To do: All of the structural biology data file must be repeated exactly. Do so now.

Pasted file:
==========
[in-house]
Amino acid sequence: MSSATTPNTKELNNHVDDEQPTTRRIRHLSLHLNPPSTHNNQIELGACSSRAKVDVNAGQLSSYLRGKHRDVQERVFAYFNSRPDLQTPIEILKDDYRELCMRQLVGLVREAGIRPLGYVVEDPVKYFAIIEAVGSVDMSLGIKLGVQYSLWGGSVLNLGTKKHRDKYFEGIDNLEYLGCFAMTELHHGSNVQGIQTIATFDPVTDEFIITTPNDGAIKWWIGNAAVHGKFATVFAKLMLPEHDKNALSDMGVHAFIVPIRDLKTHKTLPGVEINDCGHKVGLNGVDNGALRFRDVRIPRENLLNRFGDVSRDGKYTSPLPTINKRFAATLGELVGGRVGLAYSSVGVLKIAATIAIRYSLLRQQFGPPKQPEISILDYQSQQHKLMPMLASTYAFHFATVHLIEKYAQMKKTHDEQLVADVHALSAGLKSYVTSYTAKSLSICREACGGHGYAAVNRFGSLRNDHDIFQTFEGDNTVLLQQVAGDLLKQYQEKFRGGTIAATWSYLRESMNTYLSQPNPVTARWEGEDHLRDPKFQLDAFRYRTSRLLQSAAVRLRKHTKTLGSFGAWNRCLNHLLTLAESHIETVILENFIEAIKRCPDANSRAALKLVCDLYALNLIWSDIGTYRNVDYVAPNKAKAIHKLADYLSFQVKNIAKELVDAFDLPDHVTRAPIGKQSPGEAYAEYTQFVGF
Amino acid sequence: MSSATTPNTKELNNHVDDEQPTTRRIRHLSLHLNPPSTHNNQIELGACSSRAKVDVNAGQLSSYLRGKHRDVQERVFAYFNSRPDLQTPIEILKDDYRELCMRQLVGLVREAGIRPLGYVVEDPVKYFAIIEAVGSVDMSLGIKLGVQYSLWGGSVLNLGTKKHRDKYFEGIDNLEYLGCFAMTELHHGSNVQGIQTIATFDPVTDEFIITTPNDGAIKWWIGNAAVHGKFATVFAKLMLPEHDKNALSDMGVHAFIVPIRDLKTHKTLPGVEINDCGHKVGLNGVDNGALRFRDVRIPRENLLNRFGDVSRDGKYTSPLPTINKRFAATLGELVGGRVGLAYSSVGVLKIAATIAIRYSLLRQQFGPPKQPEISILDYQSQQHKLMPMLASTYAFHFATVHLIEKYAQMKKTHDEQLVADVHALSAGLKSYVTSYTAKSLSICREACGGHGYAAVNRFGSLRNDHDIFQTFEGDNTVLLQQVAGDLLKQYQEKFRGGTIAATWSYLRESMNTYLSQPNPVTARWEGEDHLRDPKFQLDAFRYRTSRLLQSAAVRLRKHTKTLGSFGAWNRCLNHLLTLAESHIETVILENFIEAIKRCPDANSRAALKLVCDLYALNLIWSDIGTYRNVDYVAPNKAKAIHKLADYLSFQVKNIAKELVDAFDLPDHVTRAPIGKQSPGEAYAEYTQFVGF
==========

[in-house]
Amino acid sequence: MSSATTPNTKELNNHVDDEQPTTRRIRHLSLHLNPPSTHNNQIELGACSSRAKVDVNAGQLSSYLRGKHRDVQERVFAYFNSRPDLQTPIEILKDDYRELCMRQLVGLVREAGIRPLGYVVEDPVKYFAIIEAVGSVDMSLGIKLGVQYSLWGGSVLNLGTKKHRDKYFEGIDNLEYLGCFAMTELHHGSNVQGIQTIATFDPVTDEFIITTPNDGAIKWWIGNAAVHGKFATVFAKLMLPEHDKNALSDMGVHAFIVPIRDLKTHKTLPGVEINDCGHKVGLNGVDNGALRFRDVRIPRENLLNRFGDVSRDGKYTSPLPTINKRFAATLGELVGGRVGLAYSSVGVLKIAATIAIRYSLLRQQFGPPKQPEISILDYQSQQHKLMPMLASTYAFHFATVHLIEKYAQMKKTHDEQLVADVHALSAGLKSYVTSYTAKSLSICREACGGHGYAAVNRFGSLRNDHDIFQTFEGDNTVLLQQVAGDLLKQYQEKFRGGTIAATWSYLRESMNTYLSQPNPVTARWEGEDHLRDPKFQLDAFRYRTSRLLQSAAVRLRKHTKTLGSFGAWNRCLNHLLTLAESHIETVILENFIEAIKRCPDANSRAALKLVCDLYALNLIWSDIGTYRNVDYVAPNKAKAIHKLADYLSFQVKNIAKELVDAFDLPDHVTRAPIGKQSPGEAYAEYTQFVGF
Amino acid sequence: MSSATTPNTKELNNHVDDEQPTTRRIRHLSLHLNPPSTHNNQIELGACSSRAKVDVNAGQLSSYLRGKHRDVQERVFAYFNSRPDLQTPIEILKDDYRELCMRQLVGLVREAGIRPLGYVVEDPVKYFAIIEAVGSVDMSLGIKLGVQYSLWGGSVLNLGTKKHRDKYFEGIDNLEYLGCFAMTELHHGSNVQGIQTIATFDPVTDEFIITTPNDGAIKWWIGNAAVHGKFATVFAKLMLPEHDKNALSDMGVHAFIVPIRDLKTHKTLPGVEINDCGHKVGLNGVDNGALRFRDVRIPRENLLNRFGDVSRDGKYTSPLPTINKRFAATLGELVGGRVGLAYSSVGVLKIAATIAIRYSLLRQQFGPPKQPEISILDYQSQQHKLMPMLASTYAFHFATVHLIEKYAQMKKTHDEQLVADVHALSAGLKSYVTSYTAKSLSICREACGGHGYAAVNRFGSLRNDHDIFQTFEGDNTVLLQQVAGDLLKQYQEKFRGGTIAATWSYLRESMNTYLSQPNPVTARWEGEDHLRDPKFQLDAFRYRTSRLLQSAAVRLRKHTKTLGSFGAWNRCLNHLLTLAESHIETVILENFIEAIKRCPDANSRAALKLVCDLYALNLIWSDIGTYRNVDYVAPNKAKAIHKLADYLSFQVKNIAKELVDAFDLPDHVTRAPIGKQSPGEAYAEYTQFVGF